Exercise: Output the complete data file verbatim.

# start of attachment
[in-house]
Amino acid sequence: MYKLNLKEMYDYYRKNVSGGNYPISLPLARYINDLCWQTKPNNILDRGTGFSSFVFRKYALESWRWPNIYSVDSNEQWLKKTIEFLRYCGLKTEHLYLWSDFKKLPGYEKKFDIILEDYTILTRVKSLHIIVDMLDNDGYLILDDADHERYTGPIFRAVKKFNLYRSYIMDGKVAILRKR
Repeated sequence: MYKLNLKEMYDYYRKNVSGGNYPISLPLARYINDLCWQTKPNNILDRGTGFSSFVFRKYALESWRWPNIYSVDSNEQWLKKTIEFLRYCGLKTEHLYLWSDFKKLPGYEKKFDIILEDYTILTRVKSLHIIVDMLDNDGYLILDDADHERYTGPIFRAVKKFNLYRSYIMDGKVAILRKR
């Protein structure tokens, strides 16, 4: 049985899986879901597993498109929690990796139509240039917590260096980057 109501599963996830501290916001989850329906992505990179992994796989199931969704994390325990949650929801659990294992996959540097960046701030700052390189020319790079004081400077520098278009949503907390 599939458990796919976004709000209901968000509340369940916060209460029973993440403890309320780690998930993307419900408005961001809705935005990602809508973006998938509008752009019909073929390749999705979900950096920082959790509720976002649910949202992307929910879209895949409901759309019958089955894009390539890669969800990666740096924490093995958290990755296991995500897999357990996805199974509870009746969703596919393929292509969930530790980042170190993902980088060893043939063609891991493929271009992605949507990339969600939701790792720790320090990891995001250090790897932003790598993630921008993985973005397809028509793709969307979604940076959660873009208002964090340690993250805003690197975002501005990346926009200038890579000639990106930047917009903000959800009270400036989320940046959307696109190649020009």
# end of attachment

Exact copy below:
[in-house]
Amino acid sequence: MYKLNLKEMYDYYRKNVSGGNYPISLPLARYINDLCWQTKPNNILDRGTGFSSFVFRKYALESWRWPNIYSVDSNEQWLKKTIEFLRYCGLKTEHLYLWSDFKKLPGYEKKFDIILEDYTILTRVKSLHIIVDMLDNDGYLILDDADHERYTGPIFRAVKKFNLYRSYIMDGKVAILRKR
Repeated sequence: MYKLNLKEMYDYYRKNVSGGNYPISLPLARYINDLCWQTKPNNILDRGTGFSSFVFRKYALESWRWPNIYSVDSNEQWLKKTIEFLRYCGLKTEHLYLWSDFKKLPGYEKKFDIILEDYTILTRVKSLHIIVDMLDNDGYLILDDADHERYTGPIFRAVKKFNLYRSYIMDGKVAILRKR
């Protein structure tokens, strides 16, 4: 049985899986879901597993498109929690990796139509240039917590260096980057 109501599963996830501290916001989850329906992505990179992994796989199931969704994390325990949650929801659990294992996959540097960046701030700052390189020319790079004081400077520098278009949503907390 599939458990796919976004709000209901968000509340369940916060209460029973993440403890309320780690998930993307419900408005961001809705935005990602809508973006998938509008752009019909073929390749999705979900950096920082959790509720976002649910949202992307929910879209895949409901759309019958089955894009390539890669969800990666740096924490093995958290990755296991995500897999357990996805199974509870009746969703596919393929292509969930530790980042170190993902980088060893043939063609891991493929271009992605949507990339969600939701790792720790320090990891995001250090790897932003790598993630921008993985973005397809028509793709969307979604940076959660873009208002964090340690993250805003690197975002501005990346926009200038890579000639990106930047917009903000959800009270400036989320940046959307696109190649020009």